Skin Prick Test (SPTs)

Skin Prick Testing is recommended as the primary method of testing allergies.

An allergy is a reaction that is caused by a particular class of antibodies, E antibodies or IgE. By definition saying someone has an allergy means that an E class antibody, IgE, has been made against something causing symptoms to develop. IgE-mediated allergies cause allergic rhinitis (hayfever), allergic conjunctivitis (itchy eyes), asthma, atopic (allergic) dermatitis, and food allergies which can cause anaphylaxis, acute urticaria and angioedema.  IgE-mediated allergies also cause allergic reactions to  insect venom, wasps, bees, ticks and native Jack Jumper Ants, latex allergy and some drug allergies.

Skin prick testing is valuable because:

  • It is relatively sensitive and specific
  • It provides rapid results – the result is known 15-20 minutes after the test is done
  • It causes minimal discomfort – it is a small scratch and the device used has been designed to minimise the discomfort.
  • It is relatively inexpensive and there is a rebate from Medicare for the test

While it is very safe, there is a very small risk of anaphylaxis occurring during the test (less than 2 in 10,000 tests).  This means that it should be carried out in an environment where this can be properly treated.  In our rooms the testing is done after review with an allergy specialist to identify people at high risk for a severe reaction and advise other test methods where appropriate.  Additionally, Dr Falk is there to promptly treat any reactions, and with the high standard of practice we adhere to, the reaction rate is is far less than the standard level of 2 in 10,000 tests.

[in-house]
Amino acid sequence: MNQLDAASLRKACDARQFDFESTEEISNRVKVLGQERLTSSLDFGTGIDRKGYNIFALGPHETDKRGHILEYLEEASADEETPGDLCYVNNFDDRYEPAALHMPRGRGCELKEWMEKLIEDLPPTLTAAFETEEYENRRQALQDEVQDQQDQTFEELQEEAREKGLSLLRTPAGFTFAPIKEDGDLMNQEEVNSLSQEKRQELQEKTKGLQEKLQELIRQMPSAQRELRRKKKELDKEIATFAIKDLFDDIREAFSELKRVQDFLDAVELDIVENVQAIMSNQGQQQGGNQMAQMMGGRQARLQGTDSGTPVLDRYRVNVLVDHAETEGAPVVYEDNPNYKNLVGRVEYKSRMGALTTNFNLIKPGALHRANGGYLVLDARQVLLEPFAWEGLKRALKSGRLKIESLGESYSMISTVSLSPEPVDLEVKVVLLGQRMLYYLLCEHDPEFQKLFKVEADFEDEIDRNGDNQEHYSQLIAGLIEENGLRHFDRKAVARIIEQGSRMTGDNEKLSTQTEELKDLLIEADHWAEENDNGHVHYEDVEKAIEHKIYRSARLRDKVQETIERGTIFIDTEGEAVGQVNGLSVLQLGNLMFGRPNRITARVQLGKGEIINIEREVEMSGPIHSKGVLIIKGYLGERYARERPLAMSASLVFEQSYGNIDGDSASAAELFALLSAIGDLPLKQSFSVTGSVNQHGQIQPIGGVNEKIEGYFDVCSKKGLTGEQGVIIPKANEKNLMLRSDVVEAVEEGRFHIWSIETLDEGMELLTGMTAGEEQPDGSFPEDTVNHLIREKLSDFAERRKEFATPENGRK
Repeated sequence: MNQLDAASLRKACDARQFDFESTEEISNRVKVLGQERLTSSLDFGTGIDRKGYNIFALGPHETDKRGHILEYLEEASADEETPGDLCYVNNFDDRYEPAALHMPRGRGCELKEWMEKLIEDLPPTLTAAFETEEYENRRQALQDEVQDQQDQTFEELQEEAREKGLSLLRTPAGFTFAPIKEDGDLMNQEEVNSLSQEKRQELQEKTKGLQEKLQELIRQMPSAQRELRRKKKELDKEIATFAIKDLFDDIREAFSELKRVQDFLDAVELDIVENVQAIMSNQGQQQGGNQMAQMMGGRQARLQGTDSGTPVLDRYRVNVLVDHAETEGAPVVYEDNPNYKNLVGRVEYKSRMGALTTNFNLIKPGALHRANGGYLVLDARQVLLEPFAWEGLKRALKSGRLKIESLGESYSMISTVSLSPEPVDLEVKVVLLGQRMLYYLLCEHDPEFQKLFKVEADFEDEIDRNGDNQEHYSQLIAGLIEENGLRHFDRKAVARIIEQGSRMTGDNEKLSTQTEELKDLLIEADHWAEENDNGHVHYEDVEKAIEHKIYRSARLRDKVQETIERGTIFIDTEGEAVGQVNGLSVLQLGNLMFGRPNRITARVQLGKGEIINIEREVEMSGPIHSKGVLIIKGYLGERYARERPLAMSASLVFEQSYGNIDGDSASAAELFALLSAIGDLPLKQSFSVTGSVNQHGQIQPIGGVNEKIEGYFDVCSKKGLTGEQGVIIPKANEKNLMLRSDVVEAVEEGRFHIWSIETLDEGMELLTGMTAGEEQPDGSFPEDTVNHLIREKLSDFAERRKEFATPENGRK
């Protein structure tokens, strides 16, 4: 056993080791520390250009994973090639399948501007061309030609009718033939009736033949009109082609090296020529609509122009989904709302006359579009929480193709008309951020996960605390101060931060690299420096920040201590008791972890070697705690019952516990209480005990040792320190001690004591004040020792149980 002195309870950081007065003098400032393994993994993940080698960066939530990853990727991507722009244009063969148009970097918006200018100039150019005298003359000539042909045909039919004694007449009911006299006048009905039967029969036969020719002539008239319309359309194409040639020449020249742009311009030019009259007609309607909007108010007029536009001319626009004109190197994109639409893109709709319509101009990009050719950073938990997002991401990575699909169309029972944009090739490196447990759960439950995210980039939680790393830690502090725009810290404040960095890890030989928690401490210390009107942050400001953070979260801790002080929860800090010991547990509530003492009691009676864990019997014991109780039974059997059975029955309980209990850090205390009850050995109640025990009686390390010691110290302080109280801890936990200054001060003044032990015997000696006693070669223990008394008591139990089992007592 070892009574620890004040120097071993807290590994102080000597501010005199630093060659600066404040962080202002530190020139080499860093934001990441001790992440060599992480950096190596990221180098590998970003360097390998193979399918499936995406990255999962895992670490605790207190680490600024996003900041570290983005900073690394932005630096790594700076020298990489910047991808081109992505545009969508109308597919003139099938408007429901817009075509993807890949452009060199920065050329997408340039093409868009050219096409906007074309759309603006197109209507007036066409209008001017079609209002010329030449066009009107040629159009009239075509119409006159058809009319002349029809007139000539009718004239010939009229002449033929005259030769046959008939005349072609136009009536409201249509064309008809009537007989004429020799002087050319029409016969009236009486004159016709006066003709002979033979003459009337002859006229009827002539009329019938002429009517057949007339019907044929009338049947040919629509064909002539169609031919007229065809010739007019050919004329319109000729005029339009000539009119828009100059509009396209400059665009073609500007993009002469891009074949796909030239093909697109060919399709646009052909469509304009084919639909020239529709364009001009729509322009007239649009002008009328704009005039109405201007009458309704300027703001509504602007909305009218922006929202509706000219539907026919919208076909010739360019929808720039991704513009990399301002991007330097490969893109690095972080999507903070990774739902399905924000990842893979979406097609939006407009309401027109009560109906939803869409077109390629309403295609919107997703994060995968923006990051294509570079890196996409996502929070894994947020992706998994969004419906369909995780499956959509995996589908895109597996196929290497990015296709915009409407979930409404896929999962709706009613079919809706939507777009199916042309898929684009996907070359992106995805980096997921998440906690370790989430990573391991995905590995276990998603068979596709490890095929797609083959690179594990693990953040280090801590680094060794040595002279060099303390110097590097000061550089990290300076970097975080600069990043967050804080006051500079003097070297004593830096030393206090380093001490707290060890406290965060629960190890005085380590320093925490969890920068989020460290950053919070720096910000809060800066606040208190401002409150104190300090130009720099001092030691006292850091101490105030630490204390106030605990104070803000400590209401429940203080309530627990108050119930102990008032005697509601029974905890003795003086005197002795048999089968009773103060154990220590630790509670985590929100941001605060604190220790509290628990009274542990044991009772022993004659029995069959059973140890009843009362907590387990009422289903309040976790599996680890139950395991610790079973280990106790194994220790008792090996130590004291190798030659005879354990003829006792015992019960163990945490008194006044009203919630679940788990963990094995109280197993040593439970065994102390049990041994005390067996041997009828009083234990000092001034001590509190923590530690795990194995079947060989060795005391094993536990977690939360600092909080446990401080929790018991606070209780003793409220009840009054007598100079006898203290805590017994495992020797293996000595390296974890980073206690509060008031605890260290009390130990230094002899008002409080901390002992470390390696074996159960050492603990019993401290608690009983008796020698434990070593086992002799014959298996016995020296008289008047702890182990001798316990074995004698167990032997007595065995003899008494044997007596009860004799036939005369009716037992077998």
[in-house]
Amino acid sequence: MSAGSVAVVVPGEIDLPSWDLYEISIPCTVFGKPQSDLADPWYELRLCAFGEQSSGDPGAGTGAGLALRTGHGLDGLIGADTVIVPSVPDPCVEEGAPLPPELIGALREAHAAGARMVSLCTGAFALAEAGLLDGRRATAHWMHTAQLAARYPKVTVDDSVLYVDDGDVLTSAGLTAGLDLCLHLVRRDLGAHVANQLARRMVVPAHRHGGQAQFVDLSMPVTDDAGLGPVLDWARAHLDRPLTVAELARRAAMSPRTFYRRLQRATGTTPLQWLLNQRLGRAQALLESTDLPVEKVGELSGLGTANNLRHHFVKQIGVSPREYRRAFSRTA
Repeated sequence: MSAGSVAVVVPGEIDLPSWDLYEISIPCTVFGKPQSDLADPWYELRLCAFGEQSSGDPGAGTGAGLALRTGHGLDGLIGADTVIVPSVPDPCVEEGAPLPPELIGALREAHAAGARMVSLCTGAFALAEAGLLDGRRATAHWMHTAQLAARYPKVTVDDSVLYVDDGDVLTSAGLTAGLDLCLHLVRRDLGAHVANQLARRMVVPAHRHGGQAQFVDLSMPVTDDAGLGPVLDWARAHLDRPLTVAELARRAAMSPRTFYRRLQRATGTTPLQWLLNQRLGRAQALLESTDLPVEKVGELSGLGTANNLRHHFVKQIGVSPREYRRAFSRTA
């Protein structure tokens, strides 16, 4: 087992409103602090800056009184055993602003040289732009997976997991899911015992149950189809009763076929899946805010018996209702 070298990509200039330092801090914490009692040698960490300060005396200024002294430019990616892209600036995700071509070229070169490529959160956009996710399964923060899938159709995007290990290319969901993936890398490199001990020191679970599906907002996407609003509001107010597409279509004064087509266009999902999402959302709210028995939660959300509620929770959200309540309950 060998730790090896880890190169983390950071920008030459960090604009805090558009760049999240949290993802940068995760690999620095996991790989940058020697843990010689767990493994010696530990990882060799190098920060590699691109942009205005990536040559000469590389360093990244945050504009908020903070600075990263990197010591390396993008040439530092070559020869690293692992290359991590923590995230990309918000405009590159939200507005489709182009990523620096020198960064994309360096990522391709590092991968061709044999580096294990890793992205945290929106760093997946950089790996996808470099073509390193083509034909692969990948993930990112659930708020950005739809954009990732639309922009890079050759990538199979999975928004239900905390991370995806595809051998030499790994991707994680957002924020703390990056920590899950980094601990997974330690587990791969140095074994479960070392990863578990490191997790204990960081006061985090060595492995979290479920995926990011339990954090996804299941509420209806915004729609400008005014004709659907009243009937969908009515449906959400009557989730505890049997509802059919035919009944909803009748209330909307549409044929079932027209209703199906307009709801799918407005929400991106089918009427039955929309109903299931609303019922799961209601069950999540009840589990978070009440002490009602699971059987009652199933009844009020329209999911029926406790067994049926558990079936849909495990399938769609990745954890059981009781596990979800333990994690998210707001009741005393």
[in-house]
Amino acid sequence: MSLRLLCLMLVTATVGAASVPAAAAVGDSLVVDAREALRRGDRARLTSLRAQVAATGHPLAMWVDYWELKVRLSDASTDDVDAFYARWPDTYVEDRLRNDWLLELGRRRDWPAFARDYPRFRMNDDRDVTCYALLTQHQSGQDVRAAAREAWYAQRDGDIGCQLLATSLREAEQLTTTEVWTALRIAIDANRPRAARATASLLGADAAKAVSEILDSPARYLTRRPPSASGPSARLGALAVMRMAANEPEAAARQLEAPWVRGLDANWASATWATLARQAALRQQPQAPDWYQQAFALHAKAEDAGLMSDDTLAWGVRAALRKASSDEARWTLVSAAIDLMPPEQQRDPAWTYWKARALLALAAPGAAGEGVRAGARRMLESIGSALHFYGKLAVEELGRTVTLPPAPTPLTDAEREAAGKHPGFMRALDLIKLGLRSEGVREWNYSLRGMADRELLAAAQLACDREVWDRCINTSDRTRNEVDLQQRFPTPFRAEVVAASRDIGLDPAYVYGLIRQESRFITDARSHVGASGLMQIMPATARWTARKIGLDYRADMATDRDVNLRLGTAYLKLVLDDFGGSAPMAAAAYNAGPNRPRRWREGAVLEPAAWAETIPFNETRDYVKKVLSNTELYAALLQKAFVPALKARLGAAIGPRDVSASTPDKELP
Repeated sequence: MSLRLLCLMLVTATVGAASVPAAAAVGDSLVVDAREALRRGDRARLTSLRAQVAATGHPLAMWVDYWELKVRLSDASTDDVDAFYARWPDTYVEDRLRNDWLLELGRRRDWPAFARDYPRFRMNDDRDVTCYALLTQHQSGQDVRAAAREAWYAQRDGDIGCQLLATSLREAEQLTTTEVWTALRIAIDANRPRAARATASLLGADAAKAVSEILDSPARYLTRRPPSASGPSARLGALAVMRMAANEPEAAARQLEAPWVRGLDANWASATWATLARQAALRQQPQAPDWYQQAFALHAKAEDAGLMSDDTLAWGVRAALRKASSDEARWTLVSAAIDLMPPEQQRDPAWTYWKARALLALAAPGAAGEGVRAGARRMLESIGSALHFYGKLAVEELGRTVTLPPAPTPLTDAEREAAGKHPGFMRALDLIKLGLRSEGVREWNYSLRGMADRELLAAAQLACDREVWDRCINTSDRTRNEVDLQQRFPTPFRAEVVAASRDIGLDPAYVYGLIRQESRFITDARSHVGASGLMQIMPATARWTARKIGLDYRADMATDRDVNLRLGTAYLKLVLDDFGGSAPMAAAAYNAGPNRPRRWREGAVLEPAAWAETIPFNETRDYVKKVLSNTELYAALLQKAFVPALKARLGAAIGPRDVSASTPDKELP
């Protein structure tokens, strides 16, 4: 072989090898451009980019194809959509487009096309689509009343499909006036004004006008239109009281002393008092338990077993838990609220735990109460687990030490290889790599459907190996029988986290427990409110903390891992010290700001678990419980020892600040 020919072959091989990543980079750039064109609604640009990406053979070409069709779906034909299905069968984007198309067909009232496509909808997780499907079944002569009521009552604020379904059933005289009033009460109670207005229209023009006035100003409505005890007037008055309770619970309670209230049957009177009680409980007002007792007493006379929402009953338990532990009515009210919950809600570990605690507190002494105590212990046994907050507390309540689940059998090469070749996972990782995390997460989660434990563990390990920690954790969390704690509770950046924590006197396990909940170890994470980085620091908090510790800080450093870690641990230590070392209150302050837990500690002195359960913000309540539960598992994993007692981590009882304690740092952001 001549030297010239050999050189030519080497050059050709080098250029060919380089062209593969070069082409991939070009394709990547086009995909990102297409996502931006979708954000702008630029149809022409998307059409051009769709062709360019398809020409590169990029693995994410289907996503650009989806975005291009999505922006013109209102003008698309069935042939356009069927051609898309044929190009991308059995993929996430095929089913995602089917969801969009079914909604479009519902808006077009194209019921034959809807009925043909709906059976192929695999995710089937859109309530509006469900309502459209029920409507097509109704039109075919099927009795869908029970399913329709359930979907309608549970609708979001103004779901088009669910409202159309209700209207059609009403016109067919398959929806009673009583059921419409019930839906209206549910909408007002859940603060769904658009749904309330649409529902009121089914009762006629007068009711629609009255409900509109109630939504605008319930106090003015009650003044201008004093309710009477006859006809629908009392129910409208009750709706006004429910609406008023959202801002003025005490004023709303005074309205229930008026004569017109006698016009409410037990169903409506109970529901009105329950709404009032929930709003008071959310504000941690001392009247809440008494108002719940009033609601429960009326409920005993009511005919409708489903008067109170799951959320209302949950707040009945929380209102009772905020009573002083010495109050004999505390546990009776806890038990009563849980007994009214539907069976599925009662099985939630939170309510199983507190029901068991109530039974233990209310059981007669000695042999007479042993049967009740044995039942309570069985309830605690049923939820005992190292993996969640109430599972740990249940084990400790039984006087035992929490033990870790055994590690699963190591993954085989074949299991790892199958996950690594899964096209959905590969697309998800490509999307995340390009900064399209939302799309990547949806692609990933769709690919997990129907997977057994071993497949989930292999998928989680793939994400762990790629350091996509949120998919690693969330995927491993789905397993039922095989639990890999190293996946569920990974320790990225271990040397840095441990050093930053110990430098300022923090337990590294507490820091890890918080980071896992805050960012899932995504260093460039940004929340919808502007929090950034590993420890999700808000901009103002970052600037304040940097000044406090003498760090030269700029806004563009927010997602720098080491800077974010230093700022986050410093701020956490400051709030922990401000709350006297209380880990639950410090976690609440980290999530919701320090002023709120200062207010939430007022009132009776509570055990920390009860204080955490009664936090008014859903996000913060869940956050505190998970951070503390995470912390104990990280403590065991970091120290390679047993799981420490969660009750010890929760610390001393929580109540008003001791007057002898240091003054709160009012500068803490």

To properly carry out and interpret Skin Prick Testing, a detailed history is required to ensure the correct tests are performed.  Then the practitioner must correctly interpret the results in the light of the history that has been obtained.  The tests should not be interpreted without a history and an experienced clinician should always be involved.

Some people can be concerned that the process of skin prick testing can increase the risk of allergy problem to those allergens in the future.  There is no scientific evidence that being tested for an allergen will increase the risk of allergy in the future.

The SPT Process

The process of Skin Prick testing consists of the following:

  • Oral antihistamines need to be avoided for 3 days before the test because they work by settling any allergy responses and make interpretation of a SPT impossible.
  • Detailed history taken by the doctor
  • Decision about what specific allergens need to be tested
  • The doctor applies a very small drop of the allergen to the skin with a very fine needle that creates a very small prick on the surface of the skin.  It is virtually painless.
  • The patient waits for 20 – 30 minutes to see if any of the test sites react.  During this time, your body will mount an allergic response to any allergens that you are sensitive to.
  • The doctor reviews the skin prick test sites and is able to provide you with diagnosis and advice based on the results